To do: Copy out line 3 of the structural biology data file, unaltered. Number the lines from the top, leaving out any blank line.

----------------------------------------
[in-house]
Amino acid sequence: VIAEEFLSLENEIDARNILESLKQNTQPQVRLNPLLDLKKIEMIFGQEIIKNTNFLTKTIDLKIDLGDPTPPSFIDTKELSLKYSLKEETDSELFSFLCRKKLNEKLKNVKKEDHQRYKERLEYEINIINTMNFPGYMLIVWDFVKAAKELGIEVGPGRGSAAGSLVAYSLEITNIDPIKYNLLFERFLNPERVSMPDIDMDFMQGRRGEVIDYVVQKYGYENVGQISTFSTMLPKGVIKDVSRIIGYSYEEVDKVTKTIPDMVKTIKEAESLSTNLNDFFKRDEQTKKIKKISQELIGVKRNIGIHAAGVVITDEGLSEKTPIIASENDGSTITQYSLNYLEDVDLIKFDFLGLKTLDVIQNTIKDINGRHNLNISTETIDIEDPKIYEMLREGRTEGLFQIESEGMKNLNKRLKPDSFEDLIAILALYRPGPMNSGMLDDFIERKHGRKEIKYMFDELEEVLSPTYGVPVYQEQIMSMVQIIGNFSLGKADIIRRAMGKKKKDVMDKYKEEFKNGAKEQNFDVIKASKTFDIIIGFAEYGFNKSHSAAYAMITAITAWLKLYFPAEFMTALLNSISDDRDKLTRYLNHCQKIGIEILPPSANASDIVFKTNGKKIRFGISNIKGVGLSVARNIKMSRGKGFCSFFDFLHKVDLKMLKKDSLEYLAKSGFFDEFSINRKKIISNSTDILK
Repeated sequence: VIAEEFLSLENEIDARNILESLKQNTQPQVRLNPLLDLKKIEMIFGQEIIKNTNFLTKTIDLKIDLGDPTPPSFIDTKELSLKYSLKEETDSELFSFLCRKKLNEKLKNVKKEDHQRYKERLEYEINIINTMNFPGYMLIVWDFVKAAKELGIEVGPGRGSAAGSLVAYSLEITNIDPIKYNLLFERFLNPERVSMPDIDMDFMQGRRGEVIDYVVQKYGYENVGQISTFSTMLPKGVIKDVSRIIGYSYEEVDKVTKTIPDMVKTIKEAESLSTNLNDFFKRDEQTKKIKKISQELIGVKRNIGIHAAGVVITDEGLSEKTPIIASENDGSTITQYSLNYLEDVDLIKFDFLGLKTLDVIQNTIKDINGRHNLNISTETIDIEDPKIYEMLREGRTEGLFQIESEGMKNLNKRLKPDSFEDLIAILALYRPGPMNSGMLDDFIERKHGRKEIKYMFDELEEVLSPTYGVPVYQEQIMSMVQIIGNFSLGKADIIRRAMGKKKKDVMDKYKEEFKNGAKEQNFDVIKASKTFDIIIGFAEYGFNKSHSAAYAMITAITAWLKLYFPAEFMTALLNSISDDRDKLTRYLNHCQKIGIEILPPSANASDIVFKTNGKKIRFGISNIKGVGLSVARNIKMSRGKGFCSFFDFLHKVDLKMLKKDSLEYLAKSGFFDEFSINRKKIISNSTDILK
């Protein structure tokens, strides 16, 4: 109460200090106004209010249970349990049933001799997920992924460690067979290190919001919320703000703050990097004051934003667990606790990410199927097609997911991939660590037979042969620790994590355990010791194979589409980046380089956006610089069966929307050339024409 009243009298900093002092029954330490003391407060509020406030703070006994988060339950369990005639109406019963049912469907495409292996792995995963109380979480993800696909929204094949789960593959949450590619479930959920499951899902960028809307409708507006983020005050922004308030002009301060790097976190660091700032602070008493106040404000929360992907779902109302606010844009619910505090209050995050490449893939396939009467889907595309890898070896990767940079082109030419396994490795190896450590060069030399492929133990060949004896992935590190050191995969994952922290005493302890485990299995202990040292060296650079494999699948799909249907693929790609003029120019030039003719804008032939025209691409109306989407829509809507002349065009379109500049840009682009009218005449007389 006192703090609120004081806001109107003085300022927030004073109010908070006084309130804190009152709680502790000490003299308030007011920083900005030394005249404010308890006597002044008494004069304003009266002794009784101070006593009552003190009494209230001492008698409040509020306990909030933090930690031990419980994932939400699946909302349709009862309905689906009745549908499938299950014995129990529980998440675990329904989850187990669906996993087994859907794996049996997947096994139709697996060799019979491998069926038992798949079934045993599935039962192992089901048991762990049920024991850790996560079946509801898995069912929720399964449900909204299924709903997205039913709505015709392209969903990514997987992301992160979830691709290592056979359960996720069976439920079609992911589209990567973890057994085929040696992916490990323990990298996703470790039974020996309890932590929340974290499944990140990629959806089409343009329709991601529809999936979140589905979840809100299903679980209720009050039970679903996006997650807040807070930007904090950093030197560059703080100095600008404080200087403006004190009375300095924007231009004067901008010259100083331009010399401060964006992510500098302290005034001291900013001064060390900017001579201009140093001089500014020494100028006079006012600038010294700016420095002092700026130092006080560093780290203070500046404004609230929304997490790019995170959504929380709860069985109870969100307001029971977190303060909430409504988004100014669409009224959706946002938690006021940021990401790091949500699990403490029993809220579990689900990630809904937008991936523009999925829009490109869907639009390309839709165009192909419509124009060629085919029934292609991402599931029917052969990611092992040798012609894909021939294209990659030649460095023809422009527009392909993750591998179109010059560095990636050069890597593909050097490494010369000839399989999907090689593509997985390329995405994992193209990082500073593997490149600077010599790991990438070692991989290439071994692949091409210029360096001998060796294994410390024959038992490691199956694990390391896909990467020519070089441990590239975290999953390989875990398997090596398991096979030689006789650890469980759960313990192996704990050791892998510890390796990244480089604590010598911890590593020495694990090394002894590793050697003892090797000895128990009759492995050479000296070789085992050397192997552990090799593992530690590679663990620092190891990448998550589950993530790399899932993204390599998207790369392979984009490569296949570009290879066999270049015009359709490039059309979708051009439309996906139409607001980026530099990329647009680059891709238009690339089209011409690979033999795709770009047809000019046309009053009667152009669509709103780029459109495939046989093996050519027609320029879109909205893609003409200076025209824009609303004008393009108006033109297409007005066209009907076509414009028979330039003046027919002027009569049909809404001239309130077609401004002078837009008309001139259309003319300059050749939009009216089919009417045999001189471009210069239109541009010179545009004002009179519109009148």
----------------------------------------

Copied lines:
Repeated sequence: VIAEEFLSLENEIDARNILESLKQNTQPQVRLNPLLDLKKIEMIFGQEIIKNTNFLTKTIDLKIDLGDPTPPSFIDTKELSLKYSLKEETDSELFSFLCRKKLNEKLKNVKKEDHQRYKERLEYEINIINTMNFPGYMLIVWDFVKAAKELGIEVGPGRGSAAGSLVAYSLEITNIDPIKYNLLFERFLNPERVSMPDIDMDFMQGRRGEVIDYVVQKYGYENVGQISTFSTMLPKGVIKDVSRIIGYSYEEVDKVTKTIPDMVKTIKEAESLSTNLNDFFKRDEQTKKIKKISQELIGVKRNIGIHAAGVVITDEGLSEKTPIIASENDGSTITQYSLNYLEDVDLIKFDFLGLKTLDVIQNTIKDINGRHNLNISTETIDIEDPKIYEMLREGRTEGLFQIESEGMKNLNKRLKPDSFEDLIAILALYRPGPMNSGMLDDFIERKHGRKEIKYMFDELEEVLSPTYGVPVYQEQIMSMVQIIGNFSLGKADIIRRAMGKKKKDVMDKYKEEFKNGAKEQNFDVIKASKTFDIIIGFAEYGFNKSHSAAYAMITAITAWLKLYFPAEFMTALLNSISDDRDKLTRYLNHCQKIGIEILPPSANASDIVFKTNGKKIRFGISNIKGVGLSVARNIKMSRGKGFCSFFDFLHKVDLKMLKKDSLEYLAKSGFFDEFSINRKKIISNSTDILK